by William Kent Krueger
Book list As Aurora, Minnesota, readies for a picture-perfect white Christmas, Cork O'Connor, the former sheriff, searches for a missing boy. The disappearance seems family related; a death the same afternoon appears to be a suicide. Cork's friend Henry Meloux, an elderly Ojibwa medicine man, blames the legendary Windigo, "an ogre with a heart of ice" that "comes out of the woods to eat the flesh of men and women," for the events. Cork finds a criminal mastermind behind the death and disappearance, in the process straining relations with his children and divorced wife and with the factions in a region suddenly rich from gambling run by Native Americans. Krueger's debut offers wonderful characters and makes the woods and waters vivid, wild, and menacing. Realistic details and political deals do not slow a tense, fast pace punctuated with humor and surprise in a book that is sure to appeal to fans of Nevada Barr and Tony Hillerman. This is mystery as allegory--the Windigo is alive and well in America, in stalkers, stupid spouses, and ruthless politicians. --John Rowen
From Booklist, Copyright © American Library Association. Used with permission.
Publishers Weekly Short-story specialist Krueger brings a fresh take on some familiar elements and a strong sense of atmosphere to his first mystery. Chicago cop Cork O'Connor and his wife, Jo, a lawyer, moved back to his northern Minnesota hometown of Aurora to improve their quality of life, but it didn't work. Cork became the sheriff but lost an election after a disagreement between local Indians and whites over fishing rights turned deadly. Then his marriage broke up, with Jo becoming a successful advocate for tribal rights and Cork reduced to running a scruffy restaurant and gift shop. As the book starts, Cork, feeling guilty about sleeping with a warmhearted waitress, is still hoping to get back with Jo and their three children. Drawn into the disappearance of an Indian newsboy, which coincides with the apparent suicide of a former judge, Cork quickly clashes with some well-connected foes: a newly elected senator (who also happens to be the judge's son and Jo's lover); the town's new sheriff; and some tribal leaders getting rich on gambling concessions. When an old Indian tells Cork that a Windigo (a malign spirit) is fueling events, it becomes an occasion for Krueger to draw some nifty connections between the monsters of the heart and the monsters of myth. Krueger makes Cork a real person beneath his genre garments, mostly by showing him dealing with the needs of his two very different teenage daughters. And the author's deft eye for the details of everyday life brings the town and its peculiar problems to vivid life. (Aug.) (c) Copyright PWxyz, LLC. All rights reserved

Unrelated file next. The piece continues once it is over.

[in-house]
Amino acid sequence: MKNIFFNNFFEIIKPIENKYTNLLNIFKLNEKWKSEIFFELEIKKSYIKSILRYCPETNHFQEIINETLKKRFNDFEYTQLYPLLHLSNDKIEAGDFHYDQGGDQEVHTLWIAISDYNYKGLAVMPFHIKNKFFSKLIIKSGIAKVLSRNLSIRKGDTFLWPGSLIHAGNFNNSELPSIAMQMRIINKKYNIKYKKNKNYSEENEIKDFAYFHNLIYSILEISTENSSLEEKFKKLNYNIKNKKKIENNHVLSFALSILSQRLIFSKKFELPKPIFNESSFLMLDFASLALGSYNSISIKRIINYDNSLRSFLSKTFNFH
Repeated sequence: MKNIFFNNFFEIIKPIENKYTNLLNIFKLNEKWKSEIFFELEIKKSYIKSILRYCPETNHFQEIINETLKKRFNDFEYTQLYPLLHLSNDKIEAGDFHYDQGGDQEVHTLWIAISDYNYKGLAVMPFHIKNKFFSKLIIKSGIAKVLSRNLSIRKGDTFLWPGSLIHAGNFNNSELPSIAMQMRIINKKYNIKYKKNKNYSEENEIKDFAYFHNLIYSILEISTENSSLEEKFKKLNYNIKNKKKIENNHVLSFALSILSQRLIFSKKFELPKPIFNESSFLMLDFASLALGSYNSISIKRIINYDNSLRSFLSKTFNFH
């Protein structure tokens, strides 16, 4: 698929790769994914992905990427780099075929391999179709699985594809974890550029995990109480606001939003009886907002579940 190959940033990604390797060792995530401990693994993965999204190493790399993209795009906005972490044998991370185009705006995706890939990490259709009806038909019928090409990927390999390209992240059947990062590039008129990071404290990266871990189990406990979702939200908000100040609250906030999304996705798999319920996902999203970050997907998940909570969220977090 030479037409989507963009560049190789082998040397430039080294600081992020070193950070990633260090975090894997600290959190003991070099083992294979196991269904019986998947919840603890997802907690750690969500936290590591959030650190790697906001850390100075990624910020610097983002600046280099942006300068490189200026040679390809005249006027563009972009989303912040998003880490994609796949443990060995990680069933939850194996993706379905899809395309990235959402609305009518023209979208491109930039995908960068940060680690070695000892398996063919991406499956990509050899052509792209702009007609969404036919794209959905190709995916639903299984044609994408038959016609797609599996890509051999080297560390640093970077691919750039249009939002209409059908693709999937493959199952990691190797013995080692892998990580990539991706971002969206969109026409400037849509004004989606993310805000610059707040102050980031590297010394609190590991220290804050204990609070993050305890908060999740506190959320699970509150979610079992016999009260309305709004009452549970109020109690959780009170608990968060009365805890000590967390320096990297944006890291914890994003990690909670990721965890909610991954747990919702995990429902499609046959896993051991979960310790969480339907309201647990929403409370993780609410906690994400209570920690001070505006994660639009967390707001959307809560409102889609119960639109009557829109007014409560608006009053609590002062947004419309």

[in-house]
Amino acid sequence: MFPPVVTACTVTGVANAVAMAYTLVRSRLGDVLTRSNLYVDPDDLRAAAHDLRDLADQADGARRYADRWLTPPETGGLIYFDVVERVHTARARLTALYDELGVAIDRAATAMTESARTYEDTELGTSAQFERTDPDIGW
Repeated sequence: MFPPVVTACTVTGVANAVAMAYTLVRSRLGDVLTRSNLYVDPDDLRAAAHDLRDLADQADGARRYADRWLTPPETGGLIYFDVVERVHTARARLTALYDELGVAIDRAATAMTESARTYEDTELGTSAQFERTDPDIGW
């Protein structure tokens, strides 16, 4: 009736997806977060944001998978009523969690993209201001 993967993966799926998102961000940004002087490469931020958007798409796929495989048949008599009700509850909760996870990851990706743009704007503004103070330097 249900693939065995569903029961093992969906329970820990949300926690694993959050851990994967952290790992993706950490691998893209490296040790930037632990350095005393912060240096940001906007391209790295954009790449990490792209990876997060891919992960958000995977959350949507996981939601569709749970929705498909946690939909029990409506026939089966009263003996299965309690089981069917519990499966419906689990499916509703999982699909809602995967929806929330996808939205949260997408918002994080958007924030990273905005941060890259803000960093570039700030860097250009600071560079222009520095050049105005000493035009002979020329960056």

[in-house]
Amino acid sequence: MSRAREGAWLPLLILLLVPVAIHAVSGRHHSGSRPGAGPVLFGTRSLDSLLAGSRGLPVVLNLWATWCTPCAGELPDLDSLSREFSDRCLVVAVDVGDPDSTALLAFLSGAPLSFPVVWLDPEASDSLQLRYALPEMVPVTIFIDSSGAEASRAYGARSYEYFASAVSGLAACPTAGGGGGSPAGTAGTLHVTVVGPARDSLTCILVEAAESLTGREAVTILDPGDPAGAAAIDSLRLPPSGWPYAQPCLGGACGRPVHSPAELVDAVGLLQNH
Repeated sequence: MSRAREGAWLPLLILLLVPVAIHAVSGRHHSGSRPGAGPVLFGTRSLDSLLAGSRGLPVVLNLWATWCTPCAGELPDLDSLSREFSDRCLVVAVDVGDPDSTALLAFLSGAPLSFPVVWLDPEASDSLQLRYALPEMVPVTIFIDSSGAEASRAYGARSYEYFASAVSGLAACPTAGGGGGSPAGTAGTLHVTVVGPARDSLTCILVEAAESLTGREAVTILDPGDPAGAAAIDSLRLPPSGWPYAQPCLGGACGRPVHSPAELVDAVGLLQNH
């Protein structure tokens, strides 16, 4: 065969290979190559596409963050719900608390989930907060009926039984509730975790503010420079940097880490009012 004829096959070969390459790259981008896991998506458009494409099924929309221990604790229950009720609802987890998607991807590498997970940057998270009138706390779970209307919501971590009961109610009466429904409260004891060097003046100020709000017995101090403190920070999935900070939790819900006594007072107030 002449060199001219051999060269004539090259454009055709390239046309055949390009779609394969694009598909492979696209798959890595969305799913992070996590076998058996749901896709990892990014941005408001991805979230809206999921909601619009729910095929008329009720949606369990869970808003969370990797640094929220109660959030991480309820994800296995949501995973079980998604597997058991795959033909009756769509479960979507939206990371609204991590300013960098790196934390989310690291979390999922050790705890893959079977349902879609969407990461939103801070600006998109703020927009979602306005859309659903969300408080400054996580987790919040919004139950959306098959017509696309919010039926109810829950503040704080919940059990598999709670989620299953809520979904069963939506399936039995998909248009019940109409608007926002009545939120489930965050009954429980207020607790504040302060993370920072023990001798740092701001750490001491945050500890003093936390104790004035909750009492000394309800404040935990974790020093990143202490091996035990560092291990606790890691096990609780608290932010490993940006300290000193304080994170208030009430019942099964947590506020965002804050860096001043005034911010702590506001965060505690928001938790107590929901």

(c) Copyright PWxyz, LLC. All rights reserved
Library Journal In Krueger's first mystery after a spate of short stories, former sheriff Cork O'Connor deals with a missing boy, a dead judge, and a Minnesota blizzard. Some very strong prepublication reviews (e.g., "the author's deft eye...brings the town and its problem to vivid life," Publishers Weekly) sent this book spinning, and it won some praise from the consumer press as well. It also popped up a few times on LJ's "1999 Adult Book-Buying Survey Among Librarians" as a local title that circulated especially well. (c) Copyright 2010. Library Journals LLC, a wholly owned subsidiary of Media Source, Inc. No redistribution permitted.
(c) Copyright 2010. Library Journals LLC, a wholly owned subsidiary of Media Source, Inc. No redistribution permitted.